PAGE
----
- Service to Country: Personnel Policy and the Transformation of Western Militaries
This book will be extraordinarily useful to historians even though it is edited by an economist and mathematician, and has contributions from other economists, political scientists, military officers with specialized personnel policy experience—and few if any historians. It includes both topical and country-study chapters describing how military personnel policies and force structures have changed in NATO Europe and the United States since the end of the Cold War, with a proper central focus on the wholesale decline of conscription and the rise of voluntarily recruited forces. The changing demographics of affluent Western societies; the near 180-degree reversal in mission focus of Western militaries after the end of the Cold War; the particular difficulties of former Communist countries trying to shed one model of military manpower recruiting, management, and structuring for another—all are treated at length and with sophistication by both academics and practitioners. Throughout the book, these nonhistorians display considerable sensitivity for the central significance of historical background in how a country's military manpower system evolves, something that has been all too lacking in most previous economic, quantitative, and social-science analyses of military manpower issues.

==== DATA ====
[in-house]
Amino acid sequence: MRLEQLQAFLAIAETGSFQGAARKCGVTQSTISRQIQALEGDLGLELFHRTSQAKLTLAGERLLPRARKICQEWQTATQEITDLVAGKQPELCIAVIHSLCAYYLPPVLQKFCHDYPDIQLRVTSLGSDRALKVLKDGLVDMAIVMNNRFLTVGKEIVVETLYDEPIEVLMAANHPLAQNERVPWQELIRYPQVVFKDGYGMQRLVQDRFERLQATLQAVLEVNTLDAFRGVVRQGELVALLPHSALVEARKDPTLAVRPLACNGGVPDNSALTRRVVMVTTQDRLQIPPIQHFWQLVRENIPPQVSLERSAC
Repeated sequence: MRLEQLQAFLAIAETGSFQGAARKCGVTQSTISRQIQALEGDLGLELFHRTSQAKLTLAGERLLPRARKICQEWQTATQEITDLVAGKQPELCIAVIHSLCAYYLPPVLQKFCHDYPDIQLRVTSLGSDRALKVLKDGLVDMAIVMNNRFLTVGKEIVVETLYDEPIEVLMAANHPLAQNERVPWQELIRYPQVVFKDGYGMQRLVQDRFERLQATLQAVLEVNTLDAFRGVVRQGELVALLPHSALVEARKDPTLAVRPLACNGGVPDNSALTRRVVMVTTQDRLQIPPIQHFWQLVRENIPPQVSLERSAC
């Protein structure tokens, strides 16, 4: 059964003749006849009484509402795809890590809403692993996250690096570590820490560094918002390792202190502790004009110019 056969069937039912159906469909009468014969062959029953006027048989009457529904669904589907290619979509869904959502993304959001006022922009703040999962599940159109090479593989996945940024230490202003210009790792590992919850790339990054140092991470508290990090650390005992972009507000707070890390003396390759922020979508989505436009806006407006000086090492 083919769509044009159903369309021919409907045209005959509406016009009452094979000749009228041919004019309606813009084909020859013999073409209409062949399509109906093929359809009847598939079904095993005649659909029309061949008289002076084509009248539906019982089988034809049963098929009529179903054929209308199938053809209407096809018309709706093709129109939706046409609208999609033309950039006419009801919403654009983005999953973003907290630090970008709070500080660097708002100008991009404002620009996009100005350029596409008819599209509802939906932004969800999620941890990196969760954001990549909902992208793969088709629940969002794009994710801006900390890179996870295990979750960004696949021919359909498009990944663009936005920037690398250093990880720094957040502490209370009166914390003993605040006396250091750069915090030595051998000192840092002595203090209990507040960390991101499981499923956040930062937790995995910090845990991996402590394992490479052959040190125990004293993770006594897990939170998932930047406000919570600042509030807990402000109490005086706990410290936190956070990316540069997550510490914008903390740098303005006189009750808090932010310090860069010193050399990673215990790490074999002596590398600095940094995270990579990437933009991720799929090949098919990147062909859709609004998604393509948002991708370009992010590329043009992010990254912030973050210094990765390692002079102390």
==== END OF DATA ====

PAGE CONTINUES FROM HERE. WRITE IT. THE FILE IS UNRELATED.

The book further stimulates the reader by inviting thoughts about what it does not include, or what it provides minimal treatment of. The indelicate three-letter word "war" is not encountered often. There is an assumption that modern Western militaries will be doing peacekeeping, peace enforcement, peacemaking—dare one say peace-this or peace-that?—but rarely war. This has in fact turned out to be true (with the exception of, in most cases, the English-speaking Western democracies), but surely militaries which do not, or do not want to, wage war deserve deeper examination. This leads to perhaps the biggest omission of the book. There is virtually no mention, except for vague phrases such as "social change," about what has been characterized as the "decline of the warrior spirit" in the West. The "warrior spirit" is not just a desire to serve and the courage to risk one's own life. It involves the willingness to accept the moral responsibility of taking other people's lives; take satisfaction in one's ability to fight successfully; and to exult in one's triumph over one's enemies on the battlefield. A strong case can be made that this spirit has virtually evaporated in Western and Central Europe, and is also absent from various segments of the American population. Absent these qualities—the will to fight and kill, and inflict pain and suffering and death on one's enemies—programmatic, structural, and analytical changes in military manpower structures risk being irrelevant to the maintenance of effective armed forces. Here some historians, and perhaps others from the humanities, might have been helpful, to deal with the primordial, genetically hard-wired, and crude, yet vital and dynamic, aspects of why men fight—or why they don't.